She interrupted him by laughing. “Stop. You’re not going to get me to change my mind by making me laugh.”

 

“Worth a try.”

 

“Are you always this persistent?”

 

He couldn’t help smiling. “No. But most women I meet aren’t as pretty as you are.”

Something hit him hard in the middle of his back. He stumbled forward and his beer pitched out of his hand. Splattering all over Lana McCoy’s pretty silk shirt.

 

Gabe turned around ready to rip someone’s head off, only to find his niece Mel and a little friend of hers. He swallowed the curse that had been on his lips.

 

“I’m sorry, Uncle Gabe,” she said, looking younger than her ten years. “I was showing Patty my cartwheel. We’re both on the Middle School Cheer Squad and it’s our new move.”

 

Middle School Cheer Squad? Middle school? How had that happened? She’d been five years old just last week, hadn’t she? God, he felt old.

 

“Tell the lady you’re sorry, Mel. I spilled my drink on her.”

 

“Uh-oh,” she said, looking at Lana who was ineffectually wiping beer off her shirt. “I’m sorry, ma’am. I didn’t mean to. Are you mad with me?”

 

Gabe was ready to step in, but it wasn’t necessary. The irritation had left Lana’s face and she smiled at the little girls. “No, of course not. It was an accident.” She held out a hand. “I’m Lana McCoy.”

 

When she smiled like that...oh, man, it almost made him forget his name.

 

They talked to the girls for a few minutes, then Mel and her friend ran off. Lana looked at him. “You thought I was going to yell at her.”

 

“The thought crossed my mind,” he admitted. “And I couldn’t really blame you.” Her shirt was soaked. She was going to smell like a brewery. “I really am sorry. I’ll pay for the dry-cleaning. But for now, let’s go ask Gail to lend you a shirt. Mel’s her daughter, so it seems only fair.”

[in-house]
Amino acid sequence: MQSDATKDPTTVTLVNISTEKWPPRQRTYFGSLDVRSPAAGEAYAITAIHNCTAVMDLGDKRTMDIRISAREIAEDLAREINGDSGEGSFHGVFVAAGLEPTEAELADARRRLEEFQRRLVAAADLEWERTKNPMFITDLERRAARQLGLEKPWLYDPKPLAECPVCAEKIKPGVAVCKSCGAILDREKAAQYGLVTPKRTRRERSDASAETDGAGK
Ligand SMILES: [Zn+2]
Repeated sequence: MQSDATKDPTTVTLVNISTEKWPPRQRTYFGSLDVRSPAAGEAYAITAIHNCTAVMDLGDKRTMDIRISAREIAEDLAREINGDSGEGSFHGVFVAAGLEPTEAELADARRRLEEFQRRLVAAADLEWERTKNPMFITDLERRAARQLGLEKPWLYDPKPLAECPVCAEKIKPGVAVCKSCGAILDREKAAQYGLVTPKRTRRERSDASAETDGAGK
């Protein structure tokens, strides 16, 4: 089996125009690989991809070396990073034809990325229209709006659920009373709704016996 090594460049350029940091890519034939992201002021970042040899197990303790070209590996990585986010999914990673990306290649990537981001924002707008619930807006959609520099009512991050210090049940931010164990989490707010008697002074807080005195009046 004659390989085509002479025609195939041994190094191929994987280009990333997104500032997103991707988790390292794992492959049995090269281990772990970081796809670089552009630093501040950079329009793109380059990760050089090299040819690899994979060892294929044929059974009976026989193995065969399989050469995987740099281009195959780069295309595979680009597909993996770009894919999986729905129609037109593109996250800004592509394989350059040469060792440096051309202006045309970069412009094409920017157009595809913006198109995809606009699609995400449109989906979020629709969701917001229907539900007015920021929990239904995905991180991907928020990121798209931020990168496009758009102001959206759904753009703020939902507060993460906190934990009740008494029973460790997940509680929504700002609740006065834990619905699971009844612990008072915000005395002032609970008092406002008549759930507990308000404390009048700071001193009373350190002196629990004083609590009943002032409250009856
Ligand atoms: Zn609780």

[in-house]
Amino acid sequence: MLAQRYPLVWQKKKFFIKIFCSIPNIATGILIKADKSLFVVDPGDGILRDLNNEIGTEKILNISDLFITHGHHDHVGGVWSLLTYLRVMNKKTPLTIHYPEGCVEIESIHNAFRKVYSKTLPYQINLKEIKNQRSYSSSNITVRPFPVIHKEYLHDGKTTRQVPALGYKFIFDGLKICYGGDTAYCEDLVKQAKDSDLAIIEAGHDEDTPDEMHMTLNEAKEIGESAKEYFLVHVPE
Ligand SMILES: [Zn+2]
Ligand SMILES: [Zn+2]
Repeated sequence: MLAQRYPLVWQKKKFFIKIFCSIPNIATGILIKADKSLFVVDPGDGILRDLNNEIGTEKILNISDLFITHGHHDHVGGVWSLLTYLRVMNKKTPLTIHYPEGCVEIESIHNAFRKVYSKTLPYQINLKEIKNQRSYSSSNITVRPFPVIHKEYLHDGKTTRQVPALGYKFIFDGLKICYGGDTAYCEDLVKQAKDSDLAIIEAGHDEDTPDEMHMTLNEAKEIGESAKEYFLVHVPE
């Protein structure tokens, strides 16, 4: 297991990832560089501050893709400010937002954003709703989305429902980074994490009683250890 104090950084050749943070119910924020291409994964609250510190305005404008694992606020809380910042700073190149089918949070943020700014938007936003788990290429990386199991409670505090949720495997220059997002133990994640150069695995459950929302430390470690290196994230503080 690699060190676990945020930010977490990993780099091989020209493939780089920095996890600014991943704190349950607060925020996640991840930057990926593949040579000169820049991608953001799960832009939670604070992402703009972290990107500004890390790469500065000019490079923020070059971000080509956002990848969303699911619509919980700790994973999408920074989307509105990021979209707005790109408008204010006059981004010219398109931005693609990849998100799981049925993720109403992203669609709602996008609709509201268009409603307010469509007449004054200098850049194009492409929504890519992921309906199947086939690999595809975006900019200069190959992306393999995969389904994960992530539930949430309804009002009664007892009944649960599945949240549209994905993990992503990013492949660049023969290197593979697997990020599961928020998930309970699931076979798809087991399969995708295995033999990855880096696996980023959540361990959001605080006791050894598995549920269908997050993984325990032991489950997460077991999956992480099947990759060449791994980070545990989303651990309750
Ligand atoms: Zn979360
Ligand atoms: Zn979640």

“I don’t—”

 

“Yes, you do,” he interrupted. “You can’t drive home smelling like you drank a six-pack. If a cop stops you, he’ll throw you in jail in a heartbeat.” He started walking toward the house and after a moment, she followed.

 

“Gabe?” She hurried to catch up with him, so he slowed a bit to let her. As they walked, she kept darting worried glances at him. “About what I said, it’s not you. I’m, um, not interested in dating.”

 

“Okay.”

 

“I don’t want you to think—well, that it’s personal. It’s not.”

 

“Okay.”

 

“I’m sure you’re a perfectly nice man, but I just don’t date.”

 

He continued walking toward the house. “Lana, it’s no big deal. I invited you fishing and you said no. End of story. You don’t need to explain it to me.” She didn’t say anything else. He opened the kitchen door to let her walk inside. “I’ll go get Gail and tell her what happened.”

 

“Thanks.” She smiled at him. “I appreciate it.”

 

“No problem.” He hesitated before he left, then decided what the hell. “Can I ask you something?”

 

“What?”

 

“Is this ban on dating a permanent thing?”

 

She stared at him a moment. “I don’t know,” she said slowly. Then she added, “Probably.”

 

At least she hadn’t said yes, he thought philosophically as he went to find his sister.

 

After that, he didn’t talk to Lana again until late in the evening. The party was winding down and he was ready to leave. He was a little surprised when Lana stopped him on his way out.

 

“Would you mind if I walked out with you?”

 

“Sure.” He wondered why. Maybe she’d changed her mind. He watched her say her goodbyes and thank Jay and Gail for inviting her. Nah, he couldn’t get that lucky.

 

He walked her to her car, a candy-apple-red Porsche. “Nice ride.”

 

“Thanks. I like it.” She had her keys out and was surveying the street, looking all around. Her key ring had one of those pepper spray canisters hanging from it. Obviously, she was a city girl. Redfish didn’t have much crime. She unlocked the door and he opened it for her.

 

“Thanks for walking me out,” she said, and got in.

 

“Not a problem. Drive safely,” he said, and shut her door.

 

So much for her changing her mind. A balmy spring night, a beautiful woman and him. And they were both going home alone.

 

“Bummer,” he muttered and got in his truck.